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January 4-10, 2009
January 4-10, 2009
like cotton. Xue Hong, a freelancer and gastronomist based in Beijing, has argued that molecule technology should not be the orientation of Chinese cuisine. “The Chinese have always put people at the center of gastronomy, not machines,” says Xue Hong. “Chinese chefs mostly rely on their feel and experience to prepare good food. Good food to foodies has always had more to do with the people making and eating it, than with molecules of the material.” Dong says he is not applying molecular cooking for the Peking roast duck, which is what VOILA: A salmon dish takes on a new look under the his restaurant is most magic hand of Sun Xianhou at Dadong Restaurant. famous for. “No matter whether it is Chinese cuisine or Western cuisine, Chinese cuisine, which emphasises not molecular gastronomy is used to just taste but also texture. We will beautify the dishes, improve them and remain consistent with Chinese better present them,” says Dong. “Its culinary traditions,” he says. “I hope role is to complement and boost our with molecular gastronomy, Chinese cuisine.” food can become more arty, beautiful “The essence of our cuisine is still and closer to perfection.” EYE CANDY: Molecular gastronomy dishes are a feast for the eyes and tastebuds.
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P H OTOS BY WANG JI NG AND Y E JU N/ C H I NA DA I LY
of Da Dong Roast Duck Restaurant. “The technology opens up people’s minds and brings limitless possibilities to the dining table.” “The dishes look good and taste great,” says Zhao Ziyun, food writer who has tried the new dishes at Da Dong. “They bring fun and interest to the meal and activate the dining atmosphere. I would certainly take friends here again.” Dong has been holding cultural exchanges with restaurants in Spain, which inspired him to spend 500,000 yuan (US$72,500) purchasing machinery for molecular cooking. Now his restaurant has prepared a new menu with 15 dishes that feature molecular gastronomy. The machines have three functions. Some use liquefied nitrogen, which is frozen to minus 170°C, to make dishes such as hawthorn fruit sorbet, and a clear tomato soup with foam that resembles beer. Some can simmer dishes at low temperatures. For example, a goose liver is slow-simmered at 60°C for two hours to create an evenly spread tender taste. The term ‘molecular gastronomy’ was conceived in 1988 by Hungarian physical scientist Nicholas Kurti and French chemist Herve This. But Spaniard Ferran Adria is the chef who really made it popular. His El Bulli restaurant is said to have 400,000 reservations, although its maximum reception capacity is 8,000 people a year. Herve This put forward five goals for molecular gastronomy. He believed the technology should reveal the principles behind cooking skills of different cuisines, clarify the chemical changes between foods in cooking, research and develop new dishes, new cooking tools and methods, and make society understand the contribution of science to daily lives. Interestingly, we have had moleculised food much longer than you might think. Candy floss, for example, is actually liquefied from granulated sugar and chilled to be shaped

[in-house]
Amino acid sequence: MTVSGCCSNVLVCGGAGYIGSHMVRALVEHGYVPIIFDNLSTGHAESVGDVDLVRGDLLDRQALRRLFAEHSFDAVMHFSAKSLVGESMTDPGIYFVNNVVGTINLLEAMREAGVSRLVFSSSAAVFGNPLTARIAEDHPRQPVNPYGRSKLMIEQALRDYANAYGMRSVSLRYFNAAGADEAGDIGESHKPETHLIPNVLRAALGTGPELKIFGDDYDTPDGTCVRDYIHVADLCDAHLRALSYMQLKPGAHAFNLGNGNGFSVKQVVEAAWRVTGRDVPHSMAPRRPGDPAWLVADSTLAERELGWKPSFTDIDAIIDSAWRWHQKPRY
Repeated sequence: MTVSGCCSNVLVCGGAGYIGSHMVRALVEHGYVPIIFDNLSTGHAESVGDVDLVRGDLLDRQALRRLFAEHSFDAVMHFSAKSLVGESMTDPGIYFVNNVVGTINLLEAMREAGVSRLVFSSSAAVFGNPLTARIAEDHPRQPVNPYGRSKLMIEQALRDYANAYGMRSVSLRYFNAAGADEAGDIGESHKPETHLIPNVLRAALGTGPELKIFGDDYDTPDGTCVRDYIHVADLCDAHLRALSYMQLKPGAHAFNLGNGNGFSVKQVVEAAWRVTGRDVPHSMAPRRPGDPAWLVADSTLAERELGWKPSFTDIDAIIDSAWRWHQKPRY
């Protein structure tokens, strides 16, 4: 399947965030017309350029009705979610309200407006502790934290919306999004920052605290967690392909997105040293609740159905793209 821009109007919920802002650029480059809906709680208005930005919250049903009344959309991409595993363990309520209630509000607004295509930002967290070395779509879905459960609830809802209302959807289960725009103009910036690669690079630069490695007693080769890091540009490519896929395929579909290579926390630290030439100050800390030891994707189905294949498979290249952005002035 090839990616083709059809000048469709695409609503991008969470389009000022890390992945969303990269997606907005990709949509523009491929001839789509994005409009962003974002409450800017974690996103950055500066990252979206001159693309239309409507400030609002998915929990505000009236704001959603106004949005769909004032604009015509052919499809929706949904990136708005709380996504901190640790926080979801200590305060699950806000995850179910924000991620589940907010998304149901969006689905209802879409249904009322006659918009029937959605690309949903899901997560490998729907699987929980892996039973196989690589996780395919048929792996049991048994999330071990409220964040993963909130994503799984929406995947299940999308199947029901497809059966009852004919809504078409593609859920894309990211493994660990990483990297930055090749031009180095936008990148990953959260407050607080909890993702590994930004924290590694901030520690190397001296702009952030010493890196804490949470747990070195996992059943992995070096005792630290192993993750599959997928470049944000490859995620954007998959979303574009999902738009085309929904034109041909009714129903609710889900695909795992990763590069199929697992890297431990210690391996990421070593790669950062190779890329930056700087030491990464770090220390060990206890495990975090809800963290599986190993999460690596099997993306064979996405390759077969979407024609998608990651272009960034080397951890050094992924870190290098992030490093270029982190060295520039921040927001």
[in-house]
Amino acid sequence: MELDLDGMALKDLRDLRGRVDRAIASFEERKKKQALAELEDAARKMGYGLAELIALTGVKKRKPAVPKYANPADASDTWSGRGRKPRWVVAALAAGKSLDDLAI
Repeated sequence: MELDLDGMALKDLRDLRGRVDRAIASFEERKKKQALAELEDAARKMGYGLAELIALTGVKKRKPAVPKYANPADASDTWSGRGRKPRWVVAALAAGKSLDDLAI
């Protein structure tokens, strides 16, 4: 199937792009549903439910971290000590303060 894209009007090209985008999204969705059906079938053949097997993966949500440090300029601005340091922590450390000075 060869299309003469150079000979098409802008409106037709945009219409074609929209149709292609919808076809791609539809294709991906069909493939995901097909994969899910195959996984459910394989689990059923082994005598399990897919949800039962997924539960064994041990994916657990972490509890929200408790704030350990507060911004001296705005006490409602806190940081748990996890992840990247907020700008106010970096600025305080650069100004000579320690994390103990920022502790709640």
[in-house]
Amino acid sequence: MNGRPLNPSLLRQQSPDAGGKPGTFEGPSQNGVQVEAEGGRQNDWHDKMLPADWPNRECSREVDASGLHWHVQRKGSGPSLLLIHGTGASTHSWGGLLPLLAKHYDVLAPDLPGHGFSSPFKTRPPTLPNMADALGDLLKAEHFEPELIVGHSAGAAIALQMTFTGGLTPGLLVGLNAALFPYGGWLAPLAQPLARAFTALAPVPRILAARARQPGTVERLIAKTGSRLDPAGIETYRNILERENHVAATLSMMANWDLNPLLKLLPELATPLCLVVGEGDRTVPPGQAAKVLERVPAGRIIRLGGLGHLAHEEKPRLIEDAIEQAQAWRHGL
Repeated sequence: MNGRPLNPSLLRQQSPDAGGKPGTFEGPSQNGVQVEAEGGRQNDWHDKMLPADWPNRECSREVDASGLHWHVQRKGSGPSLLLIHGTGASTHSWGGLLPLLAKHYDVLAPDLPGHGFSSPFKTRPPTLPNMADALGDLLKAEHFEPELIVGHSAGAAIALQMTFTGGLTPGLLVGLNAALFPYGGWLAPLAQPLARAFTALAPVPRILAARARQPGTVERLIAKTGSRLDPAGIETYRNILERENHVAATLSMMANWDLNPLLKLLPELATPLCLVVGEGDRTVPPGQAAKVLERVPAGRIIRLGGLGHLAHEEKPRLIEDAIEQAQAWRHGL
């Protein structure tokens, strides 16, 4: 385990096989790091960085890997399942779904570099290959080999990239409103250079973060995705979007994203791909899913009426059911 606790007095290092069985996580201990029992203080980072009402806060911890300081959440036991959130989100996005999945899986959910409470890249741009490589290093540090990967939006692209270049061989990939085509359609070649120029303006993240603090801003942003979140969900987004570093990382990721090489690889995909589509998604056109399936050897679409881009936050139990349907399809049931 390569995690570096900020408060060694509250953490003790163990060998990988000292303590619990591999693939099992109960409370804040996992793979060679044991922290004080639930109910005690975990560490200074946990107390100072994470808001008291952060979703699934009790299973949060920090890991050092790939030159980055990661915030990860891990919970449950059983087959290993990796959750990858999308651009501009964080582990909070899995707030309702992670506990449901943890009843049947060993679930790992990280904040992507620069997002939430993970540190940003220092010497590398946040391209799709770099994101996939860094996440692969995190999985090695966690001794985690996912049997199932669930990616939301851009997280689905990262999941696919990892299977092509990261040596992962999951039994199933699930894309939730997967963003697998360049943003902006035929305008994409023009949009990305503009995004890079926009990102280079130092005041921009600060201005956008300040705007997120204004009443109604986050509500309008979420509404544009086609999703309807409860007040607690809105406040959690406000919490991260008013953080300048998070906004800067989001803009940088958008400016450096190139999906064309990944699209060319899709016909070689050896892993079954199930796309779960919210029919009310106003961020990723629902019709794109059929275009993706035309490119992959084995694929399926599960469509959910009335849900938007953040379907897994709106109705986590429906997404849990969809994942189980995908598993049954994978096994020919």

Leave Nothing But Footprints Safeguard all the tourist destinations that you set your foot on JAKARTA
Ubaidillah Syohih The Jakarta Post
destination to sustain tourists over the long term. All tourist destinations need visitors, but they need to be treaded lightly and respectfully. The only way to safeguard these destinations: responsible tourism. Now you may have heard about ecotourism, also known as ecological tourism, a catch-all term that has been eagerly appended to many a hotel and resort name. At best, this is a form of responsible tourism that appeals to ecologically and socially conscious individuals. It typically involves travel to destinations where flora, fauna and cultural heritage are the primary attractions. At worst, it is a hotel called ‘Bunga Ecotourism Resort’ whose claim to sustainability is limited to a glossy brochure flaunting the natural merits of the area. How can we select a rewarding holiday destination without leaving a trail of destruction in our wake? Sam Yeh/AFP
Tang Chhin Sothy
ou’ve gone over the list countless times. Will it be a shamelessly self-indulgent rest and rehabilitation (R&R) weekend in Legian? Or a slightly more adventurous journey into the highlands of Tana Toraja? There’s also that Mount Bromo trip your spouse keeps pestering you about. Holidays are a time to bond and spend some leisurely time with your loved ones or friends. At the planning stage, when half a dozen ideas on where to head off to are floating around, holidays also do a very good job of fraying nerves. So before the Lonely Planet guides and maps start flying across the room, here are some